Mastering SQL for Data Science: A Comprehensive Guide Day-8

Mastering SQL for Data Science: A Comprehensive Guide Day-8

Other SQL Database Objects

v Views:

A view is a virtual table whose contents are defined by a query. Like a table, a view consists of a set of named columns and rows of data. A view is a database object that allows generating a logical subset of data from one or more tables. A table is a database object or an entity that stores the data of a database.

SQL Views
Views are used for security purpose because they provide encapsulation of the name of the table. Data is in the virtual table, nor stored permanently. Views display only selected data. A view can contain all rows of a table or select rows from a table. A view can be created from one or many tables which depends on written SQL query to create a view. A view contains no data of its own but it is like a window through which data from table/tables can be viewed or changed. The table/tables on which a view is based is called base table/tables.

v Create a view:

Syntax: create view <view_name> as select <* / Column_names> from <table_name>;

v Display the structure of any created view:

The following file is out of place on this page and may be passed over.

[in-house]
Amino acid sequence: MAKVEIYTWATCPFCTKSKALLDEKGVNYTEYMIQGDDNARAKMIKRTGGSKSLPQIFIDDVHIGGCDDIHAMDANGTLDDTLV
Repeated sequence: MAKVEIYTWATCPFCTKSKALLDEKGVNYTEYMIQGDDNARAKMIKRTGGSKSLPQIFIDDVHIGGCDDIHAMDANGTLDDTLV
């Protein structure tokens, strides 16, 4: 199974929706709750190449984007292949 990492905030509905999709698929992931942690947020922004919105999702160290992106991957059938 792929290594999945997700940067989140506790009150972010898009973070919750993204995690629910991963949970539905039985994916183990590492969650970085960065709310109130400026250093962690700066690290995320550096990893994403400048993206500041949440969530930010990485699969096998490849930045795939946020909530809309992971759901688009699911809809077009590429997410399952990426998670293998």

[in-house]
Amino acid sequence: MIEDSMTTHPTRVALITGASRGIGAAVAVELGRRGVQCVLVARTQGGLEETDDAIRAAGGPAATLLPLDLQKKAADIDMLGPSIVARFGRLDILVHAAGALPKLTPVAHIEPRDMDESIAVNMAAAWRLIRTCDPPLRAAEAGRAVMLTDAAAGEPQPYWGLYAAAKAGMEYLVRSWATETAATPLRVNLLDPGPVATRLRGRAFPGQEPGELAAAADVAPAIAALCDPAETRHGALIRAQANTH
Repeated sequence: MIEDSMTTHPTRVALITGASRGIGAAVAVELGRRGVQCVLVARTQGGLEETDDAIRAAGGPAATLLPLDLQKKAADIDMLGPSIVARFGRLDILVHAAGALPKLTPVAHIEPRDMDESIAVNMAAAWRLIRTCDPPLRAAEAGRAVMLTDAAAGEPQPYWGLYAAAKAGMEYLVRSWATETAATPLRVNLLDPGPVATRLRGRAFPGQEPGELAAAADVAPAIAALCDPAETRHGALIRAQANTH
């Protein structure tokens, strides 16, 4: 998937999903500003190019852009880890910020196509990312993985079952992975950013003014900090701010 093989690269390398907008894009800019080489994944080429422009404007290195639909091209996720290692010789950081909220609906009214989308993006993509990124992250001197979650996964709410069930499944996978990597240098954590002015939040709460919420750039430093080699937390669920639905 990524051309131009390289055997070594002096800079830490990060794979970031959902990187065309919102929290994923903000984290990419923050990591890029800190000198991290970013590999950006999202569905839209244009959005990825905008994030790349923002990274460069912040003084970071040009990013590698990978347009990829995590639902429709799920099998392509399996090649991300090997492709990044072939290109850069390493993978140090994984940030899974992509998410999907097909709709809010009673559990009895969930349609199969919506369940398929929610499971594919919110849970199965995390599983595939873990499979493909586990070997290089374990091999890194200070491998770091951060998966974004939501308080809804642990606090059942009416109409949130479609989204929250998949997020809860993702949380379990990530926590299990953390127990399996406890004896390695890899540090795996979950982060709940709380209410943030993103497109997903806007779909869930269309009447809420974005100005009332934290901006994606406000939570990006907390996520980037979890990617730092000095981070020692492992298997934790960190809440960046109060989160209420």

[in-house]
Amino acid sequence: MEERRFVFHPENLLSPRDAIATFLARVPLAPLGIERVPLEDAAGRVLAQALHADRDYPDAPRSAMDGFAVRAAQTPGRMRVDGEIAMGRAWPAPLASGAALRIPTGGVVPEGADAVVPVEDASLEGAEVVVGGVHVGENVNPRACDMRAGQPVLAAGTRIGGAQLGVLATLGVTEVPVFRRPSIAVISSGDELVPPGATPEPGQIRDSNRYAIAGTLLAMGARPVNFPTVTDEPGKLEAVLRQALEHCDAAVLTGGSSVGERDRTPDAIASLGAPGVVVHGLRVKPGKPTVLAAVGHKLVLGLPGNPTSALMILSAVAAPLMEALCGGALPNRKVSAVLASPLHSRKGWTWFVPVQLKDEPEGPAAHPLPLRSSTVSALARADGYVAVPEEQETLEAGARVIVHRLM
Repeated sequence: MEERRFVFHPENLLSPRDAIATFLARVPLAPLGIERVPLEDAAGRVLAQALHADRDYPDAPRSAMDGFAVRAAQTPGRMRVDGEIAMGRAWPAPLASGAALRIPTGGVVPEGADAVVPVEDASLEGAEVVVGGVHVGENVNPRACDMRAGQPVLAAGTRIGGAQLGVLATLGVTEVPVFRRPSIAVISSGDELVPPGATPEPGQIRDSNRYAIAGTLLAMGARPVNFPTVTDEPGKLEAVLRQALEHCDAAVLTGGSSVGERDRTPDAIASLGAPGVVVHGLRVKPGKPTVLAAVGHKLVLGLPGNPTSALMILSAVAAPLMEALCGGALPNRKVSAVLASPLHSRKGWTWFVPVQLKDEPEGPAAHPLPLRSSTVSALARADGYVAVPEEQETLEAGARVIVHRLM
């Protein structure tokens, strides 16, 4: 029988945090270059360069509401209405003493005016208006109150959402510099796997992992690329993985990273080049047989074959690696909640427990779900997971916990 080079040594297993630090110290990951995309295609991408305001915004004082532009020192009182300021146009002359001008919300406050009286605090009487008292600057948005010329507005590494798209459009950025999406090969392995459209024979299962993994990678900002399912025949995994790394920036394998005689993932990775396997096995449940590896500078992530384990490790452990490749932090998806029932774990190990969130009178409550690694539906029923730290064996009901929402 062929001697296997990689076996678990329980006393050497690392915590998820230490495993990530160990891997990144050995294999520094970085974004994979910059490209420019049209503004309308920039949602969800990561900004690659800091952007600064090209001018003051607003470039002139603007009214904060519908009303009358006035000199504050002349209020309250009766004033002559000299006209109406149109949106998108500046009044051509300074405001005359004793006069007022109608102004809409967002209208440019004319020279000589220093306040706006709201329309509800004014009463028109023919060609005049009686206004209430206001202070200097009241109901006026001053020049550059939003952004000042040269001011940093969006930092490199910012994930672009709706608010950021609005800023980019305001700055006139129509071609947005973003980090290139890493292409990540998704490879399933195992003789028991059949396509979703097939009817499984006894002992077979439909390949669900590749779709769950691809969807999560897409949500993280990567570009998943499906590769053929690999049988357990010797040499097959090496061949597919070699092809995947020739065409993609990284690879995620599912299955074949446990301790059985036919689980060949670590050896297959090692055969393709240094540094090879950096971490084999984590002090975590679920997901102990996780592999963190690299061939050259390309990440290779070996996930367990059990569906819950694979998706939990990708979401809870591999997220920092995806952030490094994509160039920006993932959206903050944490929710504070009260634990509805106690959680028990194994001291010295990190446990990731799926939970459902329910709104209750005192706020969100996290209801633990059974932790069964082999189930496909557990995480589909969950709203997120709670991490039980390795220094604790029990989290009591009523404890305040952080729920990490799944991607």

Syntax: desc <view_name>;

v DML operation on view:

ü  Insert command:

Syntax: insert into <view_name>( <Column_lists>) values (<valueslist>);

E.g: insert into v_test values(‘102’, ‘Anshuman’, ‘Jamnagar’);

ü  Update command:

Syntax: update <view_name> set <column_name> = <new_value> where <condition>;

E.g: update v_test set ename =’Tanushri’ where empno=101;

ü Delete command:

Syntax: delete from <view_name> where <condition>;

E.g: delete from v_test where empno=102;

v Drop any view:

Syntax: drop view <view_name>;

v Types of Views:

Views in SQL

 1.    Simple View (Updatable View):

This type of view can only contain a single base table or is created from only one table. DML operations could be performed through a simple view. Simple view does not contain group by, distinct, pseudo column like rownum, columns defined by expressions. When user will change within the view /base table, then effect of that changes will be visible simultaneously with in view/base table.

E.g: create view v_emp as select * from emp;     OR   Create view v_test as select empno, ename, salary from emp;

2.   Complex View (Readable View):

This view can be constructed on more than one base table. Particularly, complex views can contain: join conditions, a group clause, order by clause. DML operators could not always be performed through a complex view. User can not apply insert, update and delete on complex view directly.

E.g: create view v_read as select e.emp_no, e.ename, e.job, e.salary, d.dname, d.location from emp e, dept d

        where e.deptno=d.deptno;

v Synonym:

A synonym is a database object that provides an alternative name for another database objects, referred to as the base object that can exist on a local or remote server. A synonym can only be defined on the name of a table or view at the current server. An alias can be defined on an undefined name. A synonym can only be defined on the name of an existing table or view.